Sunday, July 29, 2012

Caldecott Challenge Post #36

Mr. T.W. Anthony Woo by Marie Hall Ets. Published 1951. Caldecott Honor 1952. Viking Children's Books. ISBN: 9780670493487

This is a lengthy picture book about a shoemaker, his dog, his cat, his sister, and his secret pet mouse, whom his sister finds disgusting. (The mouse is the character for whom the book is named.) I couldn’t really connect with this one, and I found the black and white illustrations sort of monotonous. The one great thing I did notice was the onomatopoeia the author uses for the sound of the shoemaker working - “A-clink, a-clank, a whungk whangk.” If the book were just a bit more story-time friendly, I can imagine a room full of kids would have a lot of fun reciting that little refrain.

Barkis by Clare Turlay Newberry. Published 1938. Caldecott Honor 1939. Smithmark Publishers. ISBN: 9780765190567

This book sort of put me over the edge when it comes to Clare Turlay Newberry. Despite her engaging text, she manages to paint the least interesting parts of her story into each and every illustration. Sure, it’s impressive that she can paint such a realistic and cute little dog, but what child wants to see the same dog in ten different poses when he could be looking at scenes of the dog’s master fighting with his sister, or of any of the other interesting moments of the story? I don’t think of this book as a picture book, and I’m confused as to why such repetitive and sparse illustrations were repeatedly given awards!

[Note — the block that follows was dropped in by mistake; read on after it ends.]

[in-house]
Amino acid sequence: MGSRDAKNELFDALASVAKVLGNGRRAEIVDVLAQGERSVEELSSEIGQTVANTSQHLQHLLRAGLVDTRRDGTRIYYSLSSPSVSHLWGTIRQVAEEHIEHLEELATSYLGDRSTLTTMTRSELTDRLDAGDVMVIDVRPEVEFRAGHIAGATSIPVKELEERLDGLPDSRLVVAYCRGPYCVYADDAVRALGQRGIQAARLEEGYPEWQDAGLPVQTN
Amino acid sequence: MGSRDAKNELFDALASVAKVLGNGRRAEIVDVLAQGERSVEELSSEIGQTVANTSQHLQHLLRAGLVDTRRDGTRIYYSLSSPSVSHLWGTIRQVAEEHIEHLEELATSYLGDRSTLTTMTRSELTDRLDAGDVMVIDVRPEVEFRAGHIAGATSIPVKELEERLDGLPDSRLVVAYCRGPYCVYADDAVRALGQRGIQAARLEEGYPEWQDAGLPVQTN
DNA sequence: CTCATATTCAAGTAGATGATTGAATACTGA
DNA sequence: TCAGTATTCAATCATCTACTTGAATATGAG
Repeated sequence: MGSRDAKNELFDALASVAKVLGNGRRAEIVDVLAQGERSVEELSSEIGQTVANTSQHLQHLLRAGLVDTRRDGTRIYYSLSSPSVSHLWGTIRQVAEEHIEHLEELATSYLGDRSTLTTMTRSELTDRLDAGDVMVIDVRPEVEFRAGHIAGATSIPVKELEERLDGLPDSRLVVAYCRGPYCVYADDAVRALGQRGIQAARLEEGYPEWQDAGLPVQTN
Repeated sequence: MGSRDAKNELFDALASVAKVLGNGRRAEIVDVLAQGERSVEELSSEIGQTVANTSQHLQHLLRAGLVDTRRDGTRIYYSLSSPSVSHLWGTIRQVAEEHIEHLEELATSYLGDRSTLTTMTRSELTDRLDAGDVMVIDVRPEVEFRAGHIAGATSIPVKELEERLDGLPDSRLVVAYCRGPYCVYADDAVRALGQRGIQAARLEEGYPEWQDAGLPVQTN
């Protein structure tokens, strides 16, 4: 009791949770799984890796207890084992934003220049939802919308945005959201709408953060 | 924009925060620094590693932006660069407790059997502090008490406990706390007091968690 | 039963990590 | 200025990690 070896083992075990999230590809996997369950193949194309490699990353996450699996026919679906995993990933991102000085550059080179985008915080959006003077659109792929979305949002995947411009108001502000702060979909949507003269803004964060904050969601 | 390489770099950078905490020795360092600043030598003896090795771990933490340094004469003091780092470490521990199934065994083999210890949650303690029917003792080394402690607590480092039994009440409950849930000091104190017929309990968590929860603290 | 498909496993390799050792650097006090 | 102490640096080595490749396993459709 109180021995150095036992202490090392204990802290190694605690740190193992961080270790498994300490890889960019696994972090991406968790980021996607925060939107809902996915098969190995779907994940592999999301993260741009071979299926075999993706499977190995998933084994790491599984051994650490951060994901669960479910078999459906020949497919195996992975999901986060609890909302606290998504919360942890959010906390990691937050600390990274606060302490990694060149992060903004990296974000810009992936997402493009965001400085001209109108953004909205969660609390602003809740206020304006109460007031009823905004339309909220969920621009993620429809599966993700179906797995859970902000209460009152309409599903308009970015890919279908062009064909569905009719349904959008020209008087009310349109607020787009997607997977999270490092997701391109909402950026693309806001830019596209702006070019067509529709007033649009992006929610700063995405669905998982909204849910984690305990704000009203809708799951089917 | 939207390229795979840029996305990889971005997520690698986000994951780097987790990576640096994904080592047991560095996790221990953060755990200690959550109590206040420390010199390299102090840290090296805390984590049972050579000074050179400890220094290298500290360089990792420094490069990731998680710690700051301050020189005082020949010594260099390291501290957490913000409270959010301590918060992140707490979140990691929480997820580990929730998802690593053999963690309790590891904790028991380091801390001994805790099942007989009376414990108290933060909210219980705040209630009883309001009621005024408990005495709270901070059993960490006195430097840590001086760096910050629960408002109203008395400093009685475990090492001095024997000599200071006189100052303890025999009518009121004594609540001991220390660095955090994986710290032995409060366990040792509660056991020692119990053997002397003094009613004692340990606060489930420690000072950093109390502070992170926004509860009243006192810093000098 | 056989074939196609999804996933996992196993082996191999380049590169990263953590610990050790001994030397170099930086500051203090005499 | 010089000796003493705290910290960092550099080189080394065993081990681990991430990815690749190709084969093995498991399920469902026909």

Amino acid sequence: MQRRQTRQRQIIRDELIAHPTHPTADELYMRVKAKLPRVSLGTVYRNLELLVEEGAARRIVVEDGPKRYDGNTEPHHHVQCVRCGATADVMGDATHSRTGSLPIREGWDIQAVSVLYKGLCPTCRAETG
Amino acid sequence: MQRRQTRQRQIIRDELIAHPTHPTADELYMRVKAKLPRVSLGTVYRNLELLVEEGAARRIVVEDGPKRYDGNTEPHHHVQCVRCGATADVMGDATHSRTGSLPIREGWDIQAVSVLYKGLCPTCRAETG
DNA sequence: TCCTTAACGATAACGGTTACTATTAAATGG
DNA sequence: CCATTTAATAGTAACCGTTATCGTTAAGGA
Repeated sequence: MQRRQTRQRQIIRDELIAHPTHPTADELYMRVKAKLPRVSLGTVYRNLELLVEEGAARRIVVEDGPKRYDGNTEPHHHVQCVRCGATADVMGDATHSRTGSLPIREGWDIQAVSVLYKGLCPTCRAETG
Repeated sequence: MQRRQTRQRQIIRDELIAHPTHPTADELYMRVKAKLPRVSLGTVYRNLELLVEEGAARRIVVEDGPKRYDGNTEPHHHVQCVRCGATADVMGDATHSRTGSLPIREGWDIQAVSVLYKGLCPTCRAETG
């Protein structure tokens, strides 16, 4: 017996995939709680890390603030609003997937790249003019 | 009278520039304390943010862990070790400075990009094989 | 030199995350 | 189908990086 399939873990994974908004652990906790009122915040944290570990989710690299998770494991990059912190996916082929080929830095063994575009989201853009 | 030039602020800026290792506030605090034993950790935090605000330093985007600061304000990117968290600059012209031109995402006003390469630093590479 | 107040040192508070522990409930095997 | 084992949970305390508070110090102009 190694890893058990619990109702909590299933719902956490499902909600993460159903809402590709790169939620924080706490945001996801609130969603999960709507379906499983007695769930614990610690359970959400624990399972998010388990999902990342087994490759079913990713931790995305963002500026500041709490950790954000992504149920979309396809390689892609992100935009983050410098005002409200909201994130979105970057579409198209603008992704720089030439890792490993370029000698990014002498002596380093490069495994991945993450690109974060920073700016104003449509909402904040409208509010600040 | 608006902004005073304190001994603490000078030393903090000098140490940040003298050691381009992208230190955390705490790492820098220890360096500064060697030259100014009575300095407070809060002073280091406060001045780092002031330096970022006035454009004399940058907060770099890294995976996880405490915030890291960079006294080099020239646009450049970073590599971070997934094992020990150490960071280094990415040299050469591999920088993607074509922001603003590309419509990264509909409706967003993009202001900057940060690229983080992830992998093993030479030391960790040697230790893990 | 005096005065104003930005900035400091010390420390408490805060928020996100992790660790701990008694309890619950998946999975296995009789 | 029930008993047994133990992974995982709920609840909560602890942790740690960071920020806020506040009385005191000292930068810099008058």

The Two Reds by William Lipkind. Published 1950. Caldecott Honor 1951. Harcourt. ISBN: 9780152921279

The Two Reds is an eye catching book, thanks to its red, yellow, and black color palette and the various perspectives included in the illustrations. The story is iffy, though, thanks to the “signal senders,” who dress in headdresses and pretend to be Indians , and because the sudden friendship between the boy named Red and the cat named Red makes very little sense.Unlike some of the earlier books, though, the text in this one is actually incorporated in and around the illustrations, which gives it a more contemporary feel than a lot of the other books I’ve been reading lately.

Puss in Boots by Fred Marcellino. Published 1990. Caldecott Honor 1991. Farrar Straus & Giroux. ISBN: 9780374361600

What a pleasant surprise this book was! I am not crazy about fairy tales, and I seemed to remember reading this during childhood and having a hard understanding the story, but this is a great story! I love the size and color of the text, as well as the gorgeous illustrations, and I love the way the illustrator draws the eyes of the ogre, and keeps them the same even when the ogre becomes a giant. Puss and his master have sort of a Jeeves and Wooster dynamic, where Puss looks after the master’s interests when even the master doesn’t realize he needs looking after. I really enjoyed that relationship, and I finished the book with a smile on my face.

Once a Mouse... by Marcia Brown. Published 1961. Caldecott Medal 1962. Atheneum. ISBN: 9780684126623

It’s hard to believe this book is really illustrated with woodcuts. The drawings look almost like they were stenciled onto the page! I like that the story is framed by the hermit thinking about big and little, but that the author never comes right out to tell us the message of the story. This opens up opportunities for discussion between a child and the adult reading the book, but also gives us a pretty big hint toward the story’s theme. I think my favorite image is the close-up of the hermit banishing the tiger back to the forest to turn back into a mouse. It’s one of the simplest images in the entire book, but also the most powerful and emotional.

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